jplot News


Jun
01

Stars of the Show

Stars of the show at the Open Garden – Kalmia latifolia,  Hostas and Diascia.

Thank you to all who came to support our Open Garden yesterday – we raised £636 to be shared between the two charities, Guide Dogs for the Blind and SAAFA.  I was relieved it didn’t rain until 3pm because the weather forecast was poor – that will teach me to pray for rain!!!

The star of the show was without doubt Kalmia latifolia, in full bloom, perfect in fact.

Kalmia latifolia

Kalmia latifolia

Kalmia latifolia is a North American native, sometimes called Calico bush or Mountain laurel. It has an evergreen leaf a little like a Rhododendron and needs to grow in an acid soil in part shade with ideally plenty of moisture. It flowers profusely for a few weeks in late Spring and certainly brightens up my woodland areas.  I love the way the flower buds look like Iced Gem biscuits – memories of childhood!  My shrubs are 3-4m tall and have been there for many years – I have a pale pink one and a white and my reference books suggest the following varieties – pink ‘Myrtifolia’ and white ‘Snow Drift’. There are red and deep pink varieties too – ‘Freckles’, ‘Little Linda’, ‘Olympic Fire’ and ‘Pink Charm’ have RHS AGM awards.  I have never noticed these shrubs in the garden centres, though RHS Wisley or Hilliers would probably get them to order.  I am investigating getting hold of a dozen for people interested….watch this space!

See    http://apps.rhs.org.uk/plantselector/plant?plantid=1089 for more information.

Kalmia latifolia Snow Drift?

Kalmia ‘Snow Drift’?

The photo below shows the pink Kalmia planted alongside a clipped holly with pink foxgloves and hostas.  This is a textbook ‘planting association’ – contrasting leaf size and shape, plant form and colour coordination!  The foxglove is Digitalis ‘Suttons Apricot’, my favourite, the Hostas are H. sieboldiana Elegans and Queen Josephine.

‘Textbook’ plant association

D. Apricot beauty close up

Digtalis Apricot Beauty close up

The Hostas were a big talking point yesterday too, everyone wanted to know how I had such beautiful specimens…it’s no secret; water frequently, I use Miracle-gro plant food about once or twice a month during the growing season and keep the slugs off with slug pellets.  Start the slug pellets on Valentines Day, even before the shoots have shown so the slugs can’t damage the growing tips, then apply pellets every 4-6 weeks.  I haven’t tried copper tape or crushed eggshells but people say they work too.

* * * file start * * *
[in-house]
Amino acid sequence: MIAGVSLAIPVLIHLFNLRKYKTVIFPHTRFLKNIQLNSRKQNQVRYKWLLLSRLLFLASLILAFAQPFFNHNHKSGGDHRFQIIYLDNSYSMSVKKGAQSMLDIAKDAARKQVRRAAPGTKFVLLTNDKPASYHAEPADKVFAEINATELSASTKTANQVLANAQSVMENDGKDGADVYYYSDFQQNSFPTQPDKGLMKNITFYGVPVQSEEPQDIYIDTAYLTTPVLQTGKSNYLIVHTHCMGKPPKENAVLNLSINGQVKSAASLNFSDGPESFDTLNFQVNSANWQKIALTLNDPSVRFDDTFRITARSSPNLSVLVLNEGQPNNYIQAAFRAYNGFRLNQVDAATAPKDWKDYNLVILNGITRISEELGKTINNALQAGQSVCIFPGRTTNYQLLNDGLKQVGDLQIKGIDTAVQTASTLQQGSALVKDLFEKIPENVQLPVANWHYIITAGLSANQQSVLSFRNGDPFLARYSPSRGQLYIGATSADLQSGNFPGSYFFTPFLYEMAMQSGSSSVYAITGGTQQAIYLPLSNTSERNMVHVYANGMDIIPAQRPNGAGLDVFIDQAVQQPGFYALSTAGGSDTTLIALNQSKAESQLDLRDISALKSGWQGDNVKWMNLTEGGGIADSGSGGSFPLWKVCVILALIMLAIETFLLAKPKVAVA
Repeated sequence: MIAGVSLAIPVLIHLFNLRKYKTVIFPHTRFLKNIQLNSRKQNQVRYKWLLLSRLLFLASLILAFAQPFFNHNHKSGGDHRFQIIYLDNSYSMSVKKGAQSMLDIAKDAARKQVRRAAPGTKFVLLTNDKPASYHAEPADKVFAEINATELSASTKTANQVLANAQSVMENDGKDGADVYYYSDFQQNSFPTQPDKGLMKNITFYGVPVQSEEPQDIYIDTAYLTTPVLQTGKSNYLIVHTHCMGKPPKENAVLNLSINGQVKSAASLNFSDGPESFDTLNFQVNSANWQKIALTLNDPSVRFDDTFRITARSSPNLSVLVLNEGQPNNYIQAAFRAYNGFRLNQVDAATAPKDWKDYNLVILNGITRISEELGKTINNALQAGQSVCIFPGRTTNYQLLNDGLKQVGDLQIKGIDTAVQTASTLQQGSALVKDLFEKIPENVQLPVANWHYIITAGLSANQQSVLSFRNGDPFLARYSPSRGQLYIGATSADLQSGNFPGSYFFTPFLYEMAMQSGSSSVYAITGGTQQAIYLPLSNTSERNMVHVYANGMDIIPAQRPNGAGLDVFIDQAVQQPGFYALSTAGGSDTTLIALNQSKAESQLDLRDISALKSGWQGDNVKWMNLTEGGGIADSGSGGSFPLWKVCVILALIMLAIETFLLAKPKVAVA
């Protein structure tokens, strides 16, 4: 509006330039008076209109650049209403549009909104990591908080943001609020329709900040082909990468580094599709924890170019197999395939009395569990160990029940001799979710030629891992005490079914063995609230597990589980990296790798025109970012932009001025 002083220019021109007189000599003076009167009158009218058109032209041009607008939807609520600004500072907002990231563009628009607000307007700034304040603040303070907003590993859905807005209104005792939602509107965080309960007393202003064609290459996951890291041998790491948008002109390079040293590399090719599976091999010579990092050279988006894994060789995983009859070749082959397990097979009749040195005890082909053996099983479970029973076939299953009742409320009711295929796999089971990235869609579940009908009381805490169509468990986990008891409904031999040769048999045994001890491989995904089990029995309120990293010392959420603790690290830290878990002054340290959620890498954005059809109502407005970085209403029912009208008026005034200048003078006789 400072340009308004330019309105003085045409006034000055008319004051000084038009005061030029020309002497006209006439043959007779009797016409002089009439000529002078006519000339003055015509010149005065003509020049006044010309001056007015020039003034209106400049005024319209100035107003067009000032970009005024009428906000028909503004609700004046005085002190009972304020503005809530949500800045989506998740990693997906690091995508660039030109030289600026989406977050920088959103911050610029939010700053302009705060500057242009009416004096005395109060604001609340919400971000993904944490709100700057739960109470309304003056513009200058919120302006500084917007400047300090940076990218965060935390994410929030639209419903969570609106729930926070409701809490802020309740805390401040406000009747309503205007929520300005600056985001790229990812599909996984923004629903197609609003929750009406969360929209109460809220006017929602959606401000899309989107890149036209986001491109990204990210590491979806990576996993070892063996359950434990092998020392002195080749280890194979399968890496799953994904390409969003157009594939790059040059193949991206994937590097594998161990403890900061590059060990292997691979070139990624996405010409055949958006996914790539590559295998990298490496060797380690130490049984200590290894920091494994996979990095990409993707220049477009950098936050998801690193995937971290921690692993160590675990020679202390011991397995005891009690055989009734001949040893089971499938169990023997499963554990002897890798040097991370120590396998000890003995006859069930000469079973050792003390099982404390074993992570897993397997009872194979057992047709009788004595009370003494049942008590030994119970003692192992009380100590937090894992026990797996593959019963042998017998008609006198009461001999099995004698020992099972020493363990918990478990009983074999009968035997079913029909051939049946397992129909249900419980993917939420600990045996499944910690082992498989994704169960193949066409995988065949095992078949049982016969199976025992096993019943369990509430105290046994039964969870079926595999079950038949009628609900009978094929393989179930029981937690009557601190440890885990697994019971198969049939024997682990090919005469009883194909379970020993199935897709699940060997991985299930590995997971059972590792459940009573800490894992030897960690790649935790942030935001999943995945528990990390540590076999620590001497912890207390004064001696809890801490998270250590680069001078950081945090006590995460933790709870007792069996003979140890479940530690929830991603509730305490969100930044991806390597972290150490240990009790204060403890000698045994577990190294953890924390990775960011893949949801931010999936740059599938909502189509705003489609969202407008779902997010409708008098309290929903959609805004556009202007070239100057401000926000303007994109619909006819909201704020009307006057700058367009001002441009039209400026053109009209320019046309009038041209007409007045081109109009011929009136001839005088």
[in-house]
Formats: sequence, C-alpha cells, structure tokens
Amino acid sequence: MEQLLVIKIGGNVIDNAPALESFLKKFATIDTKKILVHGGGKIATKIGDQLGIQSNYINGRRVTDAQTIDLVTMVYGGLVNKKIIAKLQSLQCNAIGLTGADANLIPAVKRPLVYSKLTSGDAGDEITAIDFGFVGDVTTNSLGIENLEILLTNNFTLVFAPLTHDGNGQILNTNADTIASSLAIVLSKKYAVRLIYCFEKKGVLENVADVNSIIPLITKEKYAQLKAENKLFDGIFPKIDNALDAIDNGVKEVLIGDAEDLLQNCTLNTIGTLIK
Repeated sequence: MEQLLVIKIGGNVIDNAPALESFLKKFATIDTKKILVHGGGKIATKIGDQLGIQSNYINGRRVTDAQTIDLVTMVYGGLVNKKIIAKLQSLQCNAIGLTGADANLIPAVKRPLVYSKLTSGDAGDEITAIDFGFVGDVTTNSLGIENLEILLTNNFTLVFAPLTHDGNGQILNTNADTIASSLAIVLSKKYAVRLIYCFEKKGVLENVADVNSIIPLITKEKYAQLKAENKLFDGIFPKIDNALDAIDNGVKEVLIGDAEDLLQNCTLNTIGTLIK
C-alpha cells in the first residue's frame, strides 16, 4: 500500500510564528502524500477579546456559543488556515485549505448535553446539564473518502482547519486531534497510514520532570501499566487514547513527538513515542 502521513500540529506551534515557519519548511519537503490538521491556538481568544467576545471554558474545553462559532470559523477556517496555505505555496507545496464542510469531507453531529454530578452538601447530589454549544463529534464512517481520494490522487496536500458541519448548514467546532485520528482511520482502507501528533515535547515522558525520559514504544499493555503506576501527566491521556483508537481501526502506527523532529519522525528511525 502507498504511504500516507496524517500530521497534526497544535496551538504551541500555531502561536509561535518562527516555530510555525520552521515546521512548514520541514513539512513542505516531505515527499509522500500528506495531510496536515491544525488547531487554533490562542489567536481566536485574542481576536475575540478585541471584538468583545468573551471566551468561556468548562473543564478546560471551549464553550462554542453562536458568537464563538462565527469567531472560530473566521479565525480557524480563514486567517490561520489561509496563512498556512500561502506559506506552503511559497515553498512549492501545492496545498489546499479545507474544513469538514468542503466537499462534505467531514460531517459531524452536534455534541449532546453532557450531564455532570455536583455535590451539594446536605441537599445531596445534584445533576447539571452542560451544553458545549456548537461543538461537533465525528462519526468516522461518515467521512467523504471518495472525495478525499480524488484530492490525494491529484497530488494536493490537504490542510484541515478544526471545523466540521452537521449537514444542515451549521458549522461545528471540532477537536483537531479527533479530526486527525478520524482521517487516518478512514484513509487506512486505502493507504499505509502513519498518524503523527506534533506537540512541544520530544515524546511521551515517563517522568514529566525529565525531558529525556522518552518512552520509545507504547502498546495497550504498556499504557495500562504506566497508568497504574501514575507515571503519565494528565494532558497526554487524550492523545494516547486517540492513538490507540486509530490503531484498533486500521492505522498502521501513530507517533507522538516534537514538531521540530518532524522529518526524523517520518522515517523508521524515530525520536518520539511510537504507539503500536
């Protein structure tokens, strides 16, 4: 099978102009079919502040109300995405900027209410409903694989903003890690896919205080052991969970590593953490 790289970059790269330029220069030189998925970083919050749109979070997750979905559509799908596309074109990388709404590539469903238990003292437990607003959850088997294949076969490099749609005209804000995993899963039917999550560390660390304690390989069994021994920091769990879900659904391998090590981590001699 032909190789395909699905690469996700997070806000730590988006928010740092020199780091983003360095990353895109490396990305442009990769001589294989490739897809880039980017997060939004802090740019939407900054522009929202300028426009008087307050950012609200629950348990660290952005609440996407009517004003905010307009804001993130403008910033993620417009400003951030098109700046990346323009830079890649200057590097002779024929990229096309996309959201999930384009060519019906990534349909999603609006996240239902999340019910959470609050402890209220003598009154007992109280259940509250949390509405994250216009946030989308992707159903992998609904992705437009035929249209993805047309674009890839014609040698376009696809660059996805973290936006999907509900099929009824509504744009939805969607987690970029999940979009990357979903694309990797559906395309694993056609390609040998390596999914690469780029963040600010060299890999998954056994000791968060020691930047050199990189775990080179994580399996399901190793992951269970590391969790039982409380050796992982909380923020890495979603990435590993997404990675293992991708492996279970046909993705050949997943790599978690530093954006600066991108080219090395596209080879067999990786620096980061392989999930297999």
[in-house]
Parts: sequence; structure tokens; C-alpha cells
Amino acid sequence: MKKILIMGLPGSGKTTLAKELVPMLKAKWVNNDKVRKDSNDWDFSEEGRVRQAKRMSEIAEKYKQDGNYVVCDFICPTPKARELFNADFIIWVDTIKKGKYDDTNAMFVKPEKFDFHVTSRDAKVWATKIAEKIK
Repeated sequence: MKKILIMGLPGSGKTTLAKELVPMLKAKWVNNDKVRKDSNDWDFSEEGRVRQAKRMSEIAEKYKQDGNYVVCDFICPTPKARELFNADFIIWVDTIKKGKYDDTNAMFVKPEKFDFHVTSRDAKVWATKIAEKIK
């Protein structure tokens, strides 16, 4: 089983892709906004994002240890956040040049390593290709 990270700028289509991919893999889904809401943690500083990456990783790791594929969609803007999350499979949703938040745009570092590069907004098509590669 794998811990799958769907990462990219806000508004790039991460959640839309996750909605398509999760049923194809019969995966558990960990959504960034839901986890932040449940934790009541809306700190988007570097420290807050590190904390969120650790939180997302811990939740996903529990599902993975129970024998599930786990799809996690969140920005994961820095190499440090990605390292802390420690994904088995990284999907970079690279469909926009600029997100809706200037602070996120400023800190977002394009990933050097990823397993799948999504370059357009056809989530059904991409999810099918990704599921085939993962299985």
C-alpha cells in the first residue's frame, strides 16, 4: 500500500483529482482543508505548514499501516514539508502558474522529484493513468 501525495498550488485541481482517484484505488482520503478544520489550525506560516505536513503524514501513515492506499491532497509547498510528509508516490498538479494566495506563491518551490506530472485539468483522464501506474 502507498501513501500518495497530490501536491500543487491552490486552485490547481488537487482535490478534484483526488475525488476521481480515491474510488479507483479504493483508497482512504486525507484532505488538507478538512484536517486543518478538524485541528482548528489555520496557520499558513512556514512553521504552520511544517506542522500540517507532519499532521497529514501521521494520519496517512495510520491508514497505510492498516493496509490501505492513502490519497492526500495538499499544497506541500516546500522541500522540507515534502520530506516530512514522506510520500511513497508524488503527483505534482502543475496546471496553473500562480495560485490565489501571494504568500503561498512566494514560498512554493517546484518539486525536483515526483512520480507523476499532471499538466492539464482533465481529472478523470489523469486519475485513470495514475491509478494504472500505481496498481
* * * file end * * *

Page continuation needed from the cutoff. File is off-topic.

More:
Favourite hostas

The big hosta is H. Sum and Substance, the pale yellow is H. August Moon, the white edge is H. Patriot and the yellow edge is H. fortunei ‘Aureomarginata’.

I had lots of questions about the Diascias in the borders.  I used these as bedding a couple of years ago in a client’s garden to fill in gaps – they were gorgeous and surprisingly survived the winter.  Last year I thought I would try some here and they too survived the last very cold winter.  They are superb this year, doubled in size, and I have lifted and split them and potted some up in containers.

Diascia with herbs

Diascia in the herb garden

I think they are Diascia barberae ‘Flying colours’ collection  – ‘Apple blossom’ the pale pink and ‘Ruby Field’ above, the darker pink.  I found them in the hanging basket section of Longacres and I certainly didn’t expect them to be hardy.  The one above has been covered with flowers for a couple of weeks already.

Another plant to attract attention was Allium schubertii – a really gorgeous, unusual allium, with huge, pinky-purple, umbrella shaped blooms up to 30cm across, made up of tiny, star-shaped flowers that look like exploded fireworks. I have this bulb dotted  among grasses Stipa tenuissima, Gaura and the Diascias.

Allium schubertii in the border

Allium schubertii with Stipa and Diascia

I would like to plant lots of Alliums this autumn – they like well drained soil, full sun and given both will reappear year after year.  I intend to use A. ‘Purple Sensation’ amongst the Nepeta on the bank and along the new sunny pathway, and maybe a few A. ‘Globemaster’ with heads up to 20cm diameter! (unfortunately it’s an expensive bulb!)

View down the garden

Iris sibirica

People were very kind with their comments yesterday and told me how hard I must work in the garden to produce such beautiful results – but it’s not work to me, it’s my pleasure!

If you missed the Open Day please give me a ring to arrange to come over and see the garden – £5 per visit, all money to my favourite charities, Guide Dogs and SAAFA.

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